Understanding someone else’s first principles

There are people who believe that you can get other people to agree to a point of view, or change their minds about it, by just using rational argument. As I get older I have become increasingly sceptical about this as I have got to understand people and personal behaviour better.

If you are going to try to get someone to agree with you about a difficult or contentious issue, you have to understand the first principles on which their side of the argument is founded. The first principles are usually based on concepts of personal or public morality, cultural precepts, learned attitudes etc; in other words, they may not be something you can give an objective justification of, they just are.

In situations where both parties seem to be unable to get each other to agree on a point, the issue in my opinion is because they cannot relate to each other’s first principles.

Two recent events have convinced me that the rational argument view is wrong.

  • The ongoing and at this moment unresolved debate between the Republicans and Present Obama in the US, that has led to the US government shutdown.
  • The discussion, most recently on radio, in South Africa regarding the value and purpose of Black Economic Empowerment (BEE).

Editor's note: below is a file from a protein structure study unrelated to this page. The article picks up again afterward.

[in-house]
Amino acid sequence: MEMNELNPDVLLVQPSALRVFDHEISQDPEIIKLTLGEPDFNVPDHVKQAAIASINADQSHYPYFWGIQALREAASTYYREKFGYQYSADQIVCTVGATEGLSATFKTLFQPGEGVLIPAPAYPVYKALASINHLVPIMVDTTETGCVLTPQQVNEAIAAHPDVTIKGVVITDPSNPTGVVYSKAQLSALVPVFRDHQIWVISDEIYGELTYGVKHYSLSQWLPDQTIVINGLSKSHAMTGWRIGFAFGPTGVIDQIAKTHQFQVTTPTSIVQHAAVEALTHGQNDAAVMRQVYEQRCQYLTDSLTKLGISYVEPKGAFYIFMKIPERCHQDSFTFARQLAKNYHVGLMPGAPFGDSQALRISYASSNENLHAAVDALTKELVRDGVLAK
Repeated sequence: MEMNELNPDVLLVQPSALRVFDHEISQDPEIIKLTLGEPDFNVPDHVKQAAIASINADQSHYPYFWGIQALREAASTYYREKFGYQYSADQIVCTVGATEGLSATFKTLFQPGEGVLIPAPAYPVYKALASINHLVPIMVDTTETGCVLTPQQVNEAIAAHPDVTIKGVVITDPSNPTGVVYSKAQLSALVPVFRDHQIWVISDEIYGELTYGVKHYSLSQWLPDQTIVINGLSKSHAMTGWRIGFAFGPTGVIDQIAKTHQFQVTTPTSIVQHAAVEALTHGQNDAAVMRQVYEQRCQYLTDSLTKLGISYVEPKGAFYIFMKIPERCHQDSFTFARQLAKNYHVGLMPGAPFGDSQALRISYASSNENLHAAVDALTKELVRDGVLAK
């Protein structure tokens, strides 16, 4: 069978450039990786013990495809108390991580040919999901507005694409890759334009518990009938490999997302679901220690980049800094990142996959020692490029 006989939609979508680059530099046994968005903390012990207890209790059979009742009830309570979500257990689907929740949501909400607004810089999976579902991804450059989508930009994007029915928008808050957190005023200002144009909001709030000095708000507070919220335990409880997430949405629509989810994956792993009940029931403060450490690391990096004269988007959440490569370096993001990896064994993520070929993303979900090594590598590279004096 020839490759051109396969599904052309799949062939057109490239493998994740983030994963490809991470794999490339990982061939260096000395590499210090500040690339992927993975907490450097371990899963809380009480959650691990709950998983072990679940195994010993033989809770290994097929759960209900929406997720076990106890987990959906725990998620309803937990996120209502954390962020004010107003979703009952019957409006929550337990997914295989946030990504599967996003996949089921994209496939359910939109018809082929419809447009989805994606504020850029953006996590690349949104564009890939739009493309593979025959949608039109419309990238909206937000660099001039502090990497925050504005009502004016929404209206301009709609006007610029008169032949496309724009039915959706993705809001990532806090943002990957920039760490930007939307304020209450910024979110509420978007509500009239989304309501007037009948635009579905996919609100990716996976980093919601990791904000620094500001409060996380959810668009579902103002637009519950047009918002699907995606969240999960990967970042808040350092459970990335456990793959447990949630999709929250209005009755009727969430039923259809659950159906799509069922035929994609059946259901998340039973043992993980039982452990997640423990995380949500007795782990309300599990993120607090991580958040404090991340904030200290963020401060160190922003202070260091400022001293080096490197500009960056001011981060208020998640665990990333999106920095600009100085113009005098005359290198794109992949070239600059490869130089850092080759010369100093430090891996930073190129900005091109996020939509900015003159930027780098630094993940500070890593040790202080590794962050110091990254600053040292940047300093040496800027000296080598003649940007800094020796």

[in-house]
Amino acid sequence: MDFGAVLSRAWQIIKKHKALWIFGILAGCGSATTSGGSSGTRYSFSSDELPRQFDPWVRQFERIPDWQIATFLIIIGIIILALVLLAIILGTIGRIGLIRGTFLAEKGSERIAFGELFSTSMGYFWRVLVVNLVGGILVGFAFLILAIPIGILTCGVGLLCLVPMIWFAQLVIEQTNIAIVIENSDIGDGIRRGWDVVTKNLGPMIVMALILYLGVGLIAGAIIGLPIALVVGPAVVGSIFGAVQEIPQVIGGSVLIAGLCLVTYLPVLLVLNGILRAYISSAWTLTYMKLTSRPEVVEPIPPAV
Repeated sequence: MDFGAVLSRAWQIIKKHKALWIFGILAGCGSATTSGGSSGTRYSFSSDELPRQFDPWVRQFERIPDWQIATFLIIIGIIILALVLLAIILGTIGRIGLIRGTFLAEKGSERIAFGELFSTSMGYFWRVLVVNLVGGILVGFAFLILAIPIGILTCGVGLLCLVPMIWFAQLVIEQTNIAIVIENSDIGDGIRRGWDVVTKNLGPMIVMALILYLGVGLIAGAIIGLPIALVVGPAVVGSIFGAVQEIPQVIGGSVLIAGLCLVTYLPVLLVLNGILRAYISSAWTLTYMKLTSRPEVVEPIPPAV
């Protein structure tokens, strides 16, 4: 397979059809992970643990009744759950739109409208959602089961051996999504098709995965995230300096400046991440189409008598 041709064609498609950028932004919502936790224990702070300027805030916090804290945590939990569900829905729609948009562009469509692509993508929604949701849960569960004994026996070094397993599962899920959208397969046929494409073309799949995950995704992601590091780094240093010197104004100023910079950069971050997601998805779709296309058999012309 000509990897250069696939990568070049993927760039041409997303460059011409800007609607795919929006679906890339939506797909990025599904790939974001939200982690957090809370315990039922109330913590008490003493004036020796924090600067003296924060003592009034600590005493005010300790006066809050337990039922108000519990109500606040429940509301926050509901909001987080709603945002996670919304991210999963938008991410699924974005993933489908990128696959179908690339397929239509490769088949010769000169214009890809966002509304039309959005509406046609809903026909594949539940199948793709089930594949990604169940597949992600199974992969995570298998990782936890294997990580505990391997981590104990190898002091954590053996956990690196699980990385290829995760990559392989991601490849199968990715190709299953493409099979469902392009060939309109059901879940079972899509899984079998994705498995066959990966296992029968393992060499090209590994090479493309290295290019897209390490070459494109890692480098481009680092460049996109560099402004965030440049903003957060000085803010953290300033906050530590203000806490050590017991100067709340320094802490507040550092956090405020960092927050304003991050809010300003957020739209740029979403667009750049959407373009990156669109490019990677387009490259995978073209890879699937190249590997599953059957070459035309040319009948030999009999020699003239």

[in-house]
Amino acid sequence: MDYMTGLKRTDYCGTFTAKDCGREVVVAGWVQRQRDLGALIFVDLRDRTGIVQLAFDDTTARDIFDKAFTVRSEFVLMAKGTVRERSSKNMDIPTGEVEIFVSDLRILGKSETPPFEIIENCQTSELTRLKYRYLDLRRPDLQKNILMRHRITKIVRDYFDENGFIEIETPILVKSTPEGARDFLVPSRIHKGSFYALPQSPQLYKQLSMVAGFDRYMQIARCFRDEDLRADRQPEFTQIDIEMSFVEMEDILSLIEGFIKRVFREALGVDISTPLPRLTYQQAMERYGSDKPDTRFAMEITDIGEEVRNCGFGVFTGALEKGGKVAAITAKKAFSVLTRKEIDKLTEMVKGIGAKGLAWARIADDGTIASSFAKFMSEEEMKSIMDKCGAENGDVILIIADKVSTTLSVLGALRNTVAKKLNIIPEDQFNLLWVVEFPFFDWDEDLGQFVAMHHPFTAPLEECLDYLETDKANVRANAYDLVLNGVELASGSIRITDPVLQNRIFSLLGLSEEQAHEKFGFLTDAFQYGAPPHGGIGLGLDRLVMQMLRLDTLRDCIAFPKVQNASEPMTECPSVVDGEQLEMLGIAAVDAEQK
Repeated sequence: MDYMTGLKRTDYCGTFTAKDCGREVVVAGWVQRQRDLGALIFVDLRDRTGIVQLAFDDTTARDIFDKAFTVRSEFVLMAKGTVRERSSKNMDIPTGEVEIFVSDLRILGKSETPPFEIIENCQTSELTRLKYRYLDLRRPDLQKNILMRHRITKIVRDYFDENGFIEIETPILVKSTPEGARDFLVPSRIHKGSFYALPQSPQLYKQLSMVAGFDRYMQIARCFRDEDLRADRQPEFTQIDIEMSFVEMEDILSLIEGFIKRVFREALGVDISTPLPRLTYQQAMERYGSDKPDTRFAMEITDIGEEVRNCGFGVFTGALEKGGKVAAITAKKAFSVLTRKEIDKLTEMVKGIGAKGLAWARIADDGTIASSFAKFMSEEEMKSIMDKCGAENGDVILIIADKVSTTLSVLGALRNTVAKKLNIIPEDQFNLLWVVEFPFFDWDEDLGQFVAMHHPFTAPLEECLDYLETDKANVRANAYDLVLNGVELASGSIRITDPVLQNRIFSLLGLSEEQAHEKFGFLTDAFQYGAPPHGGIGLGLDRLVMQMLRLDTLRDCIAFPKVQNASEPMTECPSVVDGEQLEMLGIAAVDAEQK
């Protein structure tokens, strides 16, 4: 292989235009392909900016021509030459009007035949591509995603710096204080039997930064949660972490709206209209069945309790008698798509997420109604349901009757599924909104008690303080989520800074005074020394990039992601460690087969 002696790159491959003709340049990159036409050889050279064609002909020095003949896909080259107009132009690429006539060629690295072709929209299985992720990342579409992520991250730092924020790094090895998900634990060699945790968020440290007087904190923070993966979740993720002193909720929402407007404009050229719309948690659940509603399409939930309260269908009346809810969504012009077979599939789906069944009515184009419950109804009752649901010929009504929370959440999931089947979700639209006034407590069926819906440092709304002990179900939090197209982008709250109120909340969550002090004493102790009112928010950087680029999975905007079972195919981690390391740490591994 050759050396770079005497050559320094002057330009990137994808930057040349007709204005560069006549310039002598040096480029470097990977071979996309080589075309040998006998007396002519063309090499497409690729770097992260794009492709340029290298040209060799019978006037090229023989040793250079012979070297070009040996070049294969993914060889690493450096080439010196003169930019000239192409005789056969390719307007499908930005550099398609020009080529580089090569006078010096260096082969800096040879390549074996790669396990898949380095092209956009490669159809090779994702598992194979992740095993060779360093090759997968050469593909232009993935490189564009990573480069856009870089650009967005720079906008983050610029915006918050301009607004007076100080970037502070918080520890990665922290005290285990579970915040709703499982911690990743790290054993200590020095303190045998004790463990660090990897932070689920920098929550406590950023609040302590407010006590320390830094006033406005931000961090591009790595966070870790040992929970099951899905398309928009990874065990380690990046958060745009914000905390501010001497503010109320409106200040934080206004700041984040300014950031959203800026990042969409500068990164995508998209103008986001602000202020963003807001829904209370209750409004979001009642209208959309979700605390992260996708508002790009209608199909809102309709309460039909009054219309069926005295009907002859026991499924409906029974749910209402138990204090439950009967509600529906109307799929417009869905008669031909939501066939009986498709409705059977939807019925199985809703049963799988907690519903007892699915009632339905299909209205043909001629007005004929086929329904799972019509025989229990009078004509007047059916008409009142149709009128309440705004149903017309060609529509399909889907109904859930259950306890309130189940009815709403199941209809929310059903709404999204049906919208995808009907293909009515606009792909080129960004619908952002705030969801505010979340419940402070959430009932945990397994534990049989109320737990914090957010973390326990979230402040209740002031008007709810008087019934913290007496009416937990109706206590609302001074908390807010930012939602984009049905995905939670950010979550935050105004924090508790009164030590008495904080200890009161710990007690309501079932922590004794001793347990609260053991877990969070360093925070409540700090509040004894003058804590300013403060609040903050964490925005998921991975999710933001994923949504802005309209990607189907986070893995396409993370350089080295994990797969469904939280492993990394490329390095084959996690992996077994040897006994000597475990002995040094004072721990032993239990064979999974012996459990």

The following are my personal views about the first principles involved.

In the US, the two sets of first principles seem to be:

  • Republicans/Tea Party – personal independence; the importance of self responsibility and accountability; it is up to each individual to look after themselves
  • President Obama/Democrats – it is the responsibility and duty of society to take of those who have fallen on hard times or are in need; the more well-off members of society should help provide for those less well-off

The BEE debate:

  • Business, anti-BEE groups – the need to appoint people to positions based purely on merit – their aptitude, abilities, experience, knowledge; everyone competes on a level playing field
  • ANC government, pro-BEE groups – the history and legacy of apartheid has created an unequal playing field; people do not compete on an equal basis

Dennis Howlett in Diginomica pointed out a discussion of recent research that indicates how people’s emotions (first principles) have a major effect on the way they analyse and interpret information. It seems:

we rationalize what our emotions already want to believe.

The article points out that in one research the emotions were so strong that:

the more advanced that people’s math skills were, the more likely it was that their political views, whether liberal or conservative, made them less able to solve the math problem.

In other words, the ability to solve problems was affected if the issue went against their first principles.

This could make you feel discouraged, but I prefer to see it differently, Instead of spending time at the beginning of an argument on facts and evidence, get to understand your opponent’s side – their first principles. Doing so may not be quick or easy, and may required some understanding of personal history andpsychology. If, however, you base your arguments on their first principles, you may have a better chance of reaching some agreement.

Professional negotiators and dispute mediators must, I think, be experts at identifying first principles.

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